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Galileo would be so proud
Amateur astronomers turn park into observatory to share their passion

by CJ Carnacchio

April 24, 2013

Lake Orion residents (left) Tina Berryer and her son, Ben, 8, stopped by Oxford’s Centennial Park to get a lesson in how to use their telescope from fellow Lake Orion resident Gerry Chevrier, a member of the Dryden-based Seven Ponds Nature Center Astronomy Club and a Solar System Ambassador for NASA. Photo by C.J. Carnacchio.
Downtown Oxford's Centennial Park was transformed into a temporary observatory Saturday afternoon as members of the Seven Ponds Nature Center Astronomy Club gathered to view the nearest star and raise awareness about their hobby.

"I've been involved in astronomy since I was a kid," said John Lines, president of the Dryden-based club and a resident of Independence Township.

"My dad bought a telescope when I was in grade school. The first time you see Saturn, boy, it's like, 'Hey, it does have rings!' You kind of get hooked right from there."

Lines and other club members set up in the park to celebrate National Astronomy Day (April 20). It's purpose is to give astronomy-lovers an opportunity to share their passion with others and encourage them to join their stargazing ranks.

Clubs, planetaria, observatories and museums host public viewing events, telescope workshops, hands-on activities and presentations to increase awareness about astronomy both as a profession and a hobby.

The Seven Ponds club chose downtown Oxford for its National Astronomy Day celebration because "there's a lot of people traffic coming through for all the restaurants."

"We thought we'd set some telescopes up here and people would say, 'Hey, let's go over there and take a look at that,'" Lines said. "The idea of National Astronomy Day is to do outreach stuff for the public."

Surrounding the park's quaint gazebo were several telescopes, varying in size and design, each fitted with special solar filters that enable folks to safely view the sun.

"Don't ever look at the sun through binoculars or a telescope unless it's properly fitted with the right filters," Lines warned.

One type is called a white light solar filter and it allows the photosphere (or surface) of the sun to be observed. This is where sunspots occur and this filter is ideal for viewing them.

Sunspots are temporary phenomena that occur on the photosphere. They appear as dark spots and are caused by intense magnetic activity that inhibits convection and in turn, forms areas of greatly reduced surface temperature.

"They're still thousands and thousands of degrees, but they're cooler than the rest of the sun. That's why they look darker," Lines said.

Another type is called a hydrogen alpha solar filter. "It only lets in a certain specific wavelength of light," Lines said. "With that wavelength, you can see prominences and flares coming off the sun."

Solar prominences are large eruptions of luminous hydrogen gas that rise thousands of kilometers above the sun's chromosphere, the second of the three main layers in the sun's atmosphere.

Solar flares are sudden eruptions of magnetic energy released on or near the surface of the sun. They're usually associated with sunspots and accompanied by bursts of electromagnetic radiation and particles.

"You can see a lot of detail on the surface of the sun itself (with a hydrogen alpha filter)," Lines said. "It looks kind of granular, not smooth like a white light filter would show."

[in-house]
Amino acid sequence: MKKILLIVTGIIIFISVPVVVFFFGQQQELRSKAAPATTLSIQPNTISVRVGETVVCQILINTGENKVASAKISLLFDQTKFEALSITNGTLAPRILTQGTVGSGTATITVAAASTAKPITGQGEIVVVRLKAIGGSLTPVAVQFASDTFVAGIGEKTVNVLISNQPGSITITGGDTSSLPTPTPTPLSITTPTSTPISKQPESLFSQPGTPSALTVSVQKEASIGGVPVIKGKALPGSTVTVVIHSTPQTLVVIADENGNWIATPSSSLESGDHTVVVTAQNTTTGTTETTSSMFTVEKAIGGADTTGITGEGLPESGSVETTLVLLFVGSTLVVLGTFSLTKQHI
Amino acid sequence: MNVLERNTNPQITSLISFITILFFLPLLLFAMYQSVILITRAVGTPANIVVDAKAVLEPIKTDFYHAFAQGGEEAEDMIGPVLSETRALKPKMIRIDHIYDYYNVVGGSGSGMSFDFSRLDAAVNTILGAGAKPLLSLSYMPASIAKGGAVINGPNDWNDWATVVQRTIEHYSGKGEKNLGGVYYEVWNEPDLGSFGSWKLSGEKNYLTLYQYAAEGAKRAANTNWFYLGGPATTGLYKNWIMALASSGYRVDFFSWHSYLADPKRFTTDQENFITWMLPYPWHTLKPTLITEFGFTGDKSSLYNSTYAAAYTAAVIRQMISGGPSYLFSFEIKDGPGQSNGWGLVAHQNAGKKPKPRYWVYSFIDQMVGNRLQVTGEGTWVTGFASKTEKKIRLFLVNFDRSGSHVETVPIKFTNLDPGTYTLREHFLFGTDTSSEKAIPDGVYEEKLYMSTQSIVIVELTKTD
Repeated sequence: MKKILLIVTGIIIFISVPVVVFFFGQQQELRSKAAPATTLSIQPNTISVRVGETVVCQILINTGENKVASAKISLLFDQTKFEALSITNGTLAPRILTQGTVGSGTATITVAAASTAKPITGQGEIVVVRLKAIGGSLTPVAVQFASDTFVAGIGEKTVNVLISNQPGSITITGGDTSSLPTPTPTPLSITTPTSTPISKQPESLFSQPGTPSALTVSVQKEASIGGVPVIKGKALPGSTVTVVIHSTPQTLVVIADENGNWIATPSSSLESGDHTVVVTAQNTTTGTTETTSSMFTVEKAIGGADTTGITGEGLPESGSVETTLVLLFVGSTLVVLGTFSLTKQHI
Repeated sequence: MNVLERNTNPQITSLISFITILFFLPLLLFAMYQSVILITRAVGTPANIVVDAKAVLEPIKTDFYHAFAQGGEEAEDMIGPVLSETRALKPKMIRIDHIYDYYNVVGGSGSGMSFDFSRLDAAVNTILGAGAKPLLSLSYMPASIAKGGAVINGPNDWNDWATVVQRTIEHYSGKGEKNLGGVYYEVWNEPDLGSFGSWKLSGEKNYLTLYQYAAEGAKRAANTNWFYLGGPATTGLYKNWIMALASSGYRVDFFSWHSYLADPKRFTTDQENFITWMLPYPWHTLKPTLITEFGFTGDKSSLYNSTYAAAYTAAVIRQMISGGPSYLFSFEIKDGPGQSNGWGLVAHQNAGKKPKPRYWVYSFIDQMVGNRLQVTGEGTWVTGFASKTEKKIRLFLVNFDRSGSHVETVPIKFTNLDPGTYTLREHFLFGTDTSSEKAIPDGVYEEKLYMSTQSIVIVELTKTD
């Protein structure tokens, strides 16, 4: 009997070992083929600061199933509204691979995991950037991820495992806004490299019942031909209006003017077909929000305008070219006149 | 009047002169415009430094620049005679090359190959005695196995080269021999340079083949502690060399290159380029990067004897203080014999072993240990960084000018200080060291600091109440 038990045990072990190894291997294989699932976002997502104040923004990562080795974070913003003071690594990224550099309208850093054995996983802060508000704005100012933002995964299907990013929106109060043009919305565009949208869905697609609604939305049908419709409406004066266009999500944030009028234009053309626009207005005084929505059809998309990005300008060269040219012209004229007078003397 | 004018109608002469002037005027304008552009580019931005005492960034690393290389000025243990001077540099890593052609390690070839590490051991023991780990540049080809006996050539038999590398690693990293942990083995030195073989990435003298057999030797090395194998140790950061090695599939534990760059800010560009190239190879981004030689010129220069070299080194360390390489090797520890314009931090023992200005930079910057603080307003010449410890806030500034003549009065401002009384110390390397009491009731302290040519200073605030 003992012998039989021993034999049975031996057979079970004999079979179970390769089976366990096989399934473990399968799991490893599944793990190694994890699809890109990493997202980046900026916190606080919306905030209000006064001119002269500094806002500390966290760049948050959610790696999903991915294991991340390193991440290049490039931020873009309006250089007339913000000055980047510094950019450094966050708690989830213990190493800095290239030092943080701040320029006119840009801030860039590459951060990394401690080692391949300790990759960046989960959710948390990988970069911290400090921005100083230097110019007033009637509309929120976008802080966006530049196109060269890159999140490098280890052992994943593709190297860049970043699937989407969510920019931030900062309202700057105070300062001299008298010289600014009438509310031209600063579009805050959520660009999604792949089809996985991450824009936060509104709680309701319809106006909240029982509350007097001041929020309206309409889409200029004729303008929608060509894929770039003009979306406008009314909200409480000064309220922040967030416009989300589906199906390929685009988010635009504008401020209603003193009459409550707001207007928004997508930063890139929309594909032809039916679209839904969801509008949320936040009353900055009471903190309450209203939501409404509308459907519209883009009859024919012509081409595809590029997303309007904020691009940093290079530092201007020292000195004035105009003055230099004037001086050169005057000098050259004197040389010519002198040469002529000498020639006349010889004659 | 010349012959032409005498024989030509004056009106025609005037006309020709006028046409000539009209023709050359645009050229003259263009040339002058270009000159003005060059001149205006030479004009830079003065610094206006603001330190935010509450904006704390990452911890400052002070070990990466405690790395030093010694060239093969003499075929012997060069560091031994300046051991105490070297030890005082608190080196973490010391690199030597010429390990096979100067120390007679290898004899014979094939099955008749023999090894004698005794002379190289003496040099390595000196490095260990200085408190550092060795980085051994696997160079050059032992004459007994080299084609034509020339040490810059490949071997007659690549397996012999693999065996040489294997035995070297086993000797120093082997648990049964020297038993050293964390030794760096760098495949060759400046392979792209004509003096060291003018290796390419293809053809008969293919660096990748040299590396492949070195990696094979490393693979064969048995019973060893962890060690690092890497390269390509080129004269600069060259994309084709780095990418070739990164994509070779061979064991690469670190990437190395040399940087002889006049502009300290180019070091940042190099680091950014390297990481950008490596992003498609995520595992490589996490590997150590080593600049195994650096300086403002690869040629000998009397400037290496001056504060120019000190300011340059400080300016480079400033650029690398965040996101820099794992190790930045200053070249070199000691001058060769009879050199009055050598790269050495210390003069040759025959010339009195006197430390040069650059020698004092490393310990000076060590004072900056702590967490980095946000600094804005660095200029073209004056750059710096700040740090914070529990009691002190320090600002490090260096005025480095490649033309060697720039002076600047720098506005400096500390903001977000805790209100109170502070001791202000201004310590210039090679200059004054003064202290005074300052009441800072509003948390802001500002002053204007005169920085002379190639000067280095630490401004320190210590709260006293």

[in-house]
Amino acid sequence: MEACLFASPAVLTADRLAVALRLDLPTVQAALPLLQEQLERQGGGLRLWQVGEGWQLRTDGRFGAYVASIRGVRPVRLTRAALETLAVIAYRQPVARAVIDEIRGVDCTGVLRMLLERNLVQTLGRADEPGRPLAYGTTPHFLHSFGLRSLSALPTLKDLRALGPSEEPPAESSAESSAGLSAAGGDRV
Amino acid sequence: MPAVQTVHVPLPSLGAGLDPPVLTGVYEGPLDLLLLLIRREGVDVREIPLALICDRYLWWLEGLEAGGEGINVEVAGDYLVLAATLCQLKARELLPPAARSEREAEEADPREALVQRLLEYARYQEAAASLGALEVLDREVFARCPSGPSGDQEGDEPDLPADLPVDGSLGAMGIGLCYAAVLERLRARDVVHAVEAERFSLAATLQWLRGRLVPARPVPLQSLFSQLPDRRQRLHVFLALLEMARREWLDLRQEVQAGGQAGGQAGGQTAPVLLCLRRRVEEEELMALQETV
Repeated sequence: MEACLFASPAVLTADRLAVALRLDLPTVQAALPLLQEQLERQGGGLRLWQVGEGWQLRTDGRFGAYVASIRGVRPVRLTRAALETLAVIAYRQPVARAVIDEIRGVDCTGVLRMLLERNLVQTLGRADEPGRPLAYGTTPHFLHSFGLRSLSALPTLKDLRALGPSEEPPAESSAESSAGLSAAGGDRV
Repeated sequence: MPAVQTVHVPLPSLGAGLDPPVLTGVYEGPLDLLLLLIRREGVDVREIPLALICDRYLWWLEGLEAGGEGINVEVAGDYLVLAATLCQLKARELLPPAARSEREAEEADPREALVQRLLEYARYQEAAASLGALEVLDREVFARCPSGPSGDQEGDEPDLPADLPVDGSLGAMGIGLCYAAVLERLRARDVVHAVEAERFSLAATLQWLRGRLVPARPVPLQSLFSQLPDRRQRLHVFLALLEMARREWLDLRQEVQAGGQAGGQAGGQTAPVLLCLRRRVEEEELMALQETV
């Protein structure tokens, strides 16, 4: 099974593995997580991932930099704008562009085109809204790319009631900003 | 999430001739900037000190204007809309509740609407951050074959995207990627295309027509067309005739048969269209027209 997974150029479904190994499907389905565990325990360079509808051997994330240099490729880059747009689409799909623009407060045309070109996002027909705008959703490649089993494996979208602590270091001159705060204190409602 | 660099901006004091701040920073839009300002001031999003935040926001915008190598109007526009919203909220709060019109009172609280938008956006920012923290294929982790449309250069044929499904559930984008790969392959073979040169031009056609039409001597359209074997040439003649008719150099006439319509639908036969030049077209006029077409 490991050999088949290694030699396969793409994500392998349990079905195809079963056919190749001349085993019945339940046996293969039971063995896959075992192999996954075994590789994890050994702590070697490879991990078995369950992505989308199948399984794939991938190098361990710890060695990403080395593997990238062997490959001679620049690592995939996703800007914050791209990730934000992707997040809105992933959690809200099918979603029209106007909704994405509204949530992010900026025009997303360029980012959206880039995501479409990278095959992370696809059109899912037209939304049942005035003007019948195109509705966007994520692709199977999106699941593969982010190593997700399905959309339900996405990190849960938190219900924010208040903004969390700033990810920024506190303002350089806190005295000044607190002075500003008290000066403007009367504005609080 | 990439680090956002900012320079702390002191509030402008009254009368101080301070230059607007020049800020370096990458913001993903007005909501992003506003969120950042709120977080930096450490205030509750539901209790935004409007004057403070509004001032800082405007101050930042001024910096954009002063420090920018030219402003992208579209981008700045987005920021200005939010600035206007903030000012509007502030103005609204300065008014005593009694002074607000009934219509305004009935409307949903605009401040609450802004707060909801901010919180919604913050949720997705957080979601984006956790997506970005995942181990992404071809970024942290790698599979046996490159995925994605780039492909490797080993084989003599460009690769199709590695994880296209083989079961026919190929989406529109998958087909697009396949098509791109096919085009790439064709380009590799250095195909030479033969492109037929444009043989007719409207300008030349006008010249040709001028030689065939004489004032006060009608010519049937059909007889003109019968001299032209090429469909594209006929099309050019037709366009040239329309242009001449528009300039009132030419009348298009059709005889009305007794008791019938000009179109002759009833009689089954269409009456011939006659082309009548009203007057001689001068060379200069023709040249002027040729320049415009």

When asked what makes the sun such a fascinating body to observe, Lines replied, "It's so dynamic."

If the sun is observed at one point, then viewed again 30 or 60 minutes later, "it will look different because that material (that makes up the star) is moving."

To the naked eye, the sun may appear to be a static body, but Lines said, "It's anything but constant. There's a lot of stuff going on."

Lines was one of two people who founded the Seven Ponds Nature Center Astronomy Club back in 1982.

"We meet once a month," he said. "Most of the time, we meet out at the Seven Ponds Nature Center (3854 Crawford Rd.) in Dryden. But we do on occasion meet off-site. Our next meeting, coming up May 4, is at a farm in Dryden, three or four miles from the nature center."

"We try to meet on a Saturday which is closest to a new moon, so there's no moon in the sky," Lines continued. "The sky is dark, so we're able to see a lot more."

While many people assume that "a bright, full moon is awesome" for observing astronomical (or celestial) objects, Lines said, "It's terrible."

"It makes the sky so bright that you just can't see anything other than the moon," he explained.

He noted a full moon isn't the best time to observe that celestial object either. That's because the sun's rays are "almost coming directly at the moon," so its geographical features "don't cast any shadows."

"But if you get a first quarter moon, where you see like half-a-moon in the sky, the sun is coming in at an angle and that casts shadows. Then the detail (of geographical features) just jumps right out. It's incredible how much you can see. You look at that same spot during a full moon and it's like, 'Where did it go?'"

About 95 people are part of the club's e-mail list, however, the number that shows up for the monthly gathering varies.

"On a bad night, we could have a dozen people," Lines said. "On a good night, we could have 30." For more information about the Seven Ponds Nature Center Astronomy Club, visit or stop by for one of the monthly meetings.

Lines noted it's not necessary to own a telescope in order to join the club.

"We've got plenty of telescopes for people to each take a look," he said.